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UN agency fears exodus of child refugees risks a protection crisis

© Sergei Grits/AP/ShutterstockA young refugee hugs her toy giraffe at a border crossing in Palanca, Moldova, after fleeing from Ukraine.
A young refugee hugs her toy giraffe at a border crossing in Palanca, Moldova, after fleeing from Ukraine.

More than 1.5 million children have fled Ukraine as refugees since the Russian invasion, Unicef warned yesterday.

The children’s protection agency fears youngsters have become separated from parents and warn of a safety crisis as human traffickers seek to exploit the chaos.

More than 3.3 million people are estimated to have fled Ukraine, in Europe’s biggest refugee crisis since the end of the Second World War. The huge influx of people is putting pressure on neighbouring countries, with more than two million people having fled to Poland alone.

Afshan Khan, Unicef’s regional director for Europe and Central Asia, said: “The war is leading to massive displacement and refugee flows – conditions that could lead to a significant spike in human trafficking and an acute child protection crisis.

“Displaced children are extremely vulnerable to being separated from their families, exploited, and trafficked. They need governments in the region to step up and put measures in place to keep them safe.”

More than 500 unaccompanied children have been identified crossing from Ukraine into Romania alone, though the true number could be much higher.

Khan said: “Children fleeing need to be screened for their vulnerability as they cross into a neighbouring country. Every effort should be made to strengthen screening processes at refugee border crossings.”

In Warsaw and Krakow, Poland’s largest cities, officials spoke of reaching their limits in the support they can provide.

Almost 10,000 Ukrainian children have enrolled in Warsaw schools and nurseries.

The vice-president of Warsaw, Renata Kaznowska, said: “We rely to a large extent on great hearts and the support of volunteers.”

But she added: “The government should also talk about relocation at European level.”

In Krakow, £2.4 million of the £3.4m annual budget for crisis management has been spent already. City council spokesperson Monika Chylaszek said: “We are not able to accept or absorb more people as a city. It is about work, places in schools and kindergartens, in office services.”

Barbara Walesa, a Warsaw resident, said: “There are more people in the streets. The train stations are very crowded and the people are getting tired and bored, with nothing to do and no money.”

“The first wave of Ukrainian refugees tended to be those with some cash, so they could afford to soften the blow when arriving here. The next waves will probably be people without anything. That’s when things will get tough.”

The Home Office said 8,600 visas had been issued in the UK under the Ukraine family scheme by Friday evening.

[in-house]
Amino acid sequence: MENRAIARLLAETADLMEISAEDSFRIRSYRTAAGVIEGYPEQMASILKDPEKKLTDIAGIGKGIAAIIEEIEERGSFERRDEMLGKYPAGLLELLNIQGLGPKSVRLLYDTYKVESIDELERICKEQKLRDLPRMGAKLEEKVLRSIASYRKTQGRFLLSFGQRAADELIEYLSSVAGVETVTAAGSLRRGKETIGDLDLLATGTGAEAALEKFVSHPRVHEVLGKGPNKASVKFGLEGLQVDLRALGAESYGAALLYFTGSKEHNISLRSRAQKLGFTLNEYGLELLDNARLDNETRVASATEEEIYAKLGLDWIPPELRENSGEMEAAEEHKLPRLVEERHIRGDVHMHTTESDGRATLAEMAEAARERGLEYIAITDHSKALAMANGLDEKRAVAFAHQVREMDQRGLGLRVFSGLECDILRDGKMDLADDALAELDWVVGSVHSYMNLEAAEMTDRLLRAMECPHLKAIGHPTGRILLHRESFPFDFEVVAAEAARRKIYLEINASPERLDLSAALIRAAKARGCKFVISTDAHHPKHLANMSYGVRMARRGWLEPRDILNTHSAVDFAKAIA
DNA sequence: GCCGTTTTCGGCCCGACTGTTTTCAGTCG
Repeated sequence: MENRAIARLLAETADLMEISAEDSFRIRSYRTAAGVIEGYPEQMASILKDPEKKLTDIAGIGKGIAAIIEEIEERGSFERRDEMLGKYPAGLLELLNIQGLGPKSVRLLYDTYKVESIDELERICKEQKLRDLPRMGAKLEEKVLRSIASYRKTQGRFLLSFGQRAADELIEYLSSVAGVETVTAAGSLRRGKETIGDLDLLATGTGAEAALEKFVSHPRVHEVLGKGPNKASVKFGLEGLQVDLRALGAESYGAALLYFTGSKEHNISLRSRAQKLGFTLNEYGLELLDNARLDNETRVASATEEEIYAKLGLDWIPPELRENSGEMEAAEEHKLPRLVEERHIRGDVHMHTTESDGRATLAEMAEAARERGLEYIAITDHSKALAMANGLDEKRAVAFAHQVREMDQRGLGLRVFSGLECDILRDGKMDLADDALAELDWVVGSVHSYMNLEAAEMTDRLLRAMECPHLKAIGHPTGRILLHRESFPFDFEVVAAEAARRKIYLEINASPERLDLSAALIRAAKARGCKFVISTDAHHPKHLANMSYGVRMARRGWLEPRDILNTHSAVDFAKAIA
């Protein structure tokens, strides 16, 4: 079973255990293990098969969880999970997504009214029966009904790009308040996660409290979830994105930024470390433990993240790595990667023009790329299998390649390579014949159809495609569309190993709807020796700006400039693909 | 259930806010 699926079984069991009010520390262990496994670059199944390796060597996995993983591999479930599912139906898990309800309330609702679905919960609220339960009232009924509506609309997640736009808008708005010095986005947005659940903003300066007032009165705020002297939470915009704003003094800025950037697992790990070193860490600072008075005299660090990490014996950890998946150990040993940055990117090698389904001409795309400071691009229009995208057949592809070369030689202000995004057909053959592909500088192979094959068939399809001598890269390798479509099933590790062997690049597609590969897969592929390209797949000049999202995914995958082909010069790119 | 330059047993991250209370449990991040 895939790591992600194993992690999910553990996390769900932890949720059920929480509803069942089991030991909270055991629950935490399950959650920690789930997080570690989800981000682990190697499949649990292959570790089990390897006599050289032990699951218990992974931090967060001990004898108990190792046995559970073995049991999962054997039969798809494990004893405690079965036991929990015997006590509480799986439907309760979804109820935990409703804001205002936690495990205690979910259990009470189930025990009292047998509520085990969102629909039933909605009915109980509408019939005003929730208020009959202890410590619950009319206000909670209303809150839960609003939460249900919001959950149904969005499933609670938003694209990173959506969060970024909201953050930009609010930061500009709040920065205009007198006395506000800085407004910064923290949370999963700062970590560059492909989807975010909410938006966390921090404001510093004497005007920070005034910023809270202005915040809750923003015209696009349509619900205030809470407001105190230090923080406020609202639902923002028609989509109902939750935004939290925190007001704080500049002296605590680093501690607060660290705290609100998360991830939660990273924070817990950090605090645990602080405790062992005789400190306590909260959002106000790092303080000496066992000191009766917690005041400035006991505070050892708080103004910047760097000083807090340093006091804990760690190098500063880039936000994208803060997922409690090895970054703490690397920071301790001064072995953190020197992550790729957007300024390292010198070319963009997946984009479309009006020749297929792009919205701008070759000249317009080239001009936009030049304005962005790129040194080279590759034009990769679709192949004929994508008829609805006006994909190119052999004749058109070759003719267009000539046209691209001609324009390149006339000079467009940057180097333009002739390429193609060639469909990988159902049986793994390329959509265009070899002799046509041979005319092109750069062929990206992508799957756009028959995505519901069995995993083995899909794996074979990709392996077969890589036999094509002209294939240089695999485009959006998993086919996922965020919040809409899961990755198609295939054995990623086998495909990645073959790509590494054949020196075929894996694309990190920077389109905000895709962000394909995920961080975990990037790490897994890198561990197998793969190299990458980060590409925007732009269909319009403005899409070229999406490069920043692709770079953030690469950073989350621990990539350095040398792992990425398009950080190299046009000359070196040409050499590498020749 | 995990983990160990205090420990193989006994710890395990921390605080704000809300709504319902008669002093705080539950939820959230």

First Minister Nicola Sturgeon yesterday promised a “warm Scottish welcome” to Ukrainians when they arrive here. She has previously said Scotland could welcome 3,000 refugees from Ukraine as “an immediate step”, before taking in “at least a proportionate share” of those coming to the UK.

The Scottish Government’s “super sponsor” scheme opened on Friday and will provide people fleeing Ukraine with temporary accommodation while a more permanent place is found for them.

In her welcome message, Sturgeon said: “I want you to know that you are now safe. Please know that you will be treated with care, dignity and respect, for however long you stay. As we open our doors to you, we also open our hearts. We offer not just a refuge, but a warm Scottish welcome and a nation of helping hands to you and your loved ones.

“Welcome to Scotland, our home and, for as long as you need, yours too.”

Scottish Conservative leader Douglas Ross, speaking at his party’s conference in Aberdeen yesterday, called for generosity to be shown towards Ukrainians.

He said: “We must continue to give them the support they need to defend their country. We must be generous to those who come here looking for sanctuary. And when this is over, we must help the people of Ukraine to rebuild their country.”

Scottish Lib Dem education spokesperson Willie Rennie urged the Scottish Government to provide extra funding for Ukrainian young refugees who will go to school here.

Scotland to welcome 48 orphans

A group of 48 orphans evacuated from the war in Ukraine are due to arrive in Scotland within days.

The children, who are aged between two and 17, have been rescued by the charity Dnipro Kids and are expected to arrive at Heathrow Airport tomorrow evening before flying to Scotland.

They will be kept together and spend a few weeks in Callander before moving to Edinburgh.

The charity was founded by Hibs fan Steven Carr to help orphans in Ukraine after he visited the country for an away game with the Edinburgh side. He has made two trips to Poland since the war started to get Dnipro youngsters out of Ukraine.

Ian Blackford, the SNP’s Westminster leader worked alongside the charity to secure passage for the youngsters.

He said: “Tomorrow, all being well, I will head to Poland with Steven Carr, the chairman of Dnipro Kids, to help bring 48 Ukrainian orphans to Scotland and to sanctuary.

“I am delighted that by working together, we have been able to overcome the unnecessary barriers imposed by the Home Office.

“I hope the Home Secretary will learn from this situation and work to ensure an approach that supports missions such as this.”